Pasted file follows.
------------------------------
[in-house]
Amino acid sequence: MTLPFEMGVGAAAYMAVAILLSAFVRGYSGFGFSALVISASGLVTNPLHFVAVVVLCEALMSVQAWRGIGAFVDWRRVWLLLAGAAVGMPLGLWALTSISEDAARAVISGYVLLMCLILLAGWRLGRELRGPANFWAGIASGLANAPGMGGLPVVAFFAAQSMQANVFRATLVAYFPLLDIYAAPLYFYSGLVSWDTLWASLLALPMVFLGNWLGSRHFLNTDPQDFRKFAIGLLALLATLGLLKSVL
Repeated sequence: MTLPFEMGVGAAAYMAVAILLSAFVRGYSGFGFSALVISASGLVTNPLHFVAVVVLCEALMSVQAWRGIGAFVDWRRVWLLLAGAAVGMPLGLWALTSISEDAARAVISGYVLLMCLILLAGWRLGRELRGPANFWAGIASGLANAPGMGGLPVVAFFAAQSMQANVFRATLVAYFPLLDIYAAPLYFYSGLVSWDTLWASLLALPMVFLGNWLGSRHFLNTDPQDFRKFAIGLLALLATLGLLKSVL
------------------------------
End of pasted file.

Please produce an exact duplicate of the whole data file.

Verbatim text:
[in-house]
Amino acid sequence: MTLPFEMGVGAAAYMAVAILLSAFVRGYSGFGFSALVISASGLVTNPLHFVAVVVLCEALMSVQAWRGIGAFVDWRRVWLLLAGAAVGMPLGLWALTSISEDAARAVISGYVLLMCLILLAGWRLGRELRGPANFWAGIASGLANAPGMGGLPVVAFFAAQSMQANVFRATLVAYFPLLDIYAAPLYFYSGLVSWDTLWASLLALPMVFLGNWLGSRHFLNTDPQDFRKFAIGLLALLATLGLLKSVL
Repeated sequence: MTLPFEMGVGAAAYMAVAILLSAFVRGYSGFGFSALVISASGLVTNPLHFVAVVVLCEALMSVQAWRGIGAFVDWRRVWLLLAGAAVGMPLGLWALTSISEDAARAVISGYVLLMCLILLAGWRLGRELRGPANFWAGIASGLANAPGMGGLPVVAFFAAQSMQANVFRATLVAYFPLLDIYAAPLYFYSGLVSWDTLWASLLALPMVFLGNWLGSRHFLNTDPQDFRKFAIGLLALLATLGLLKSVL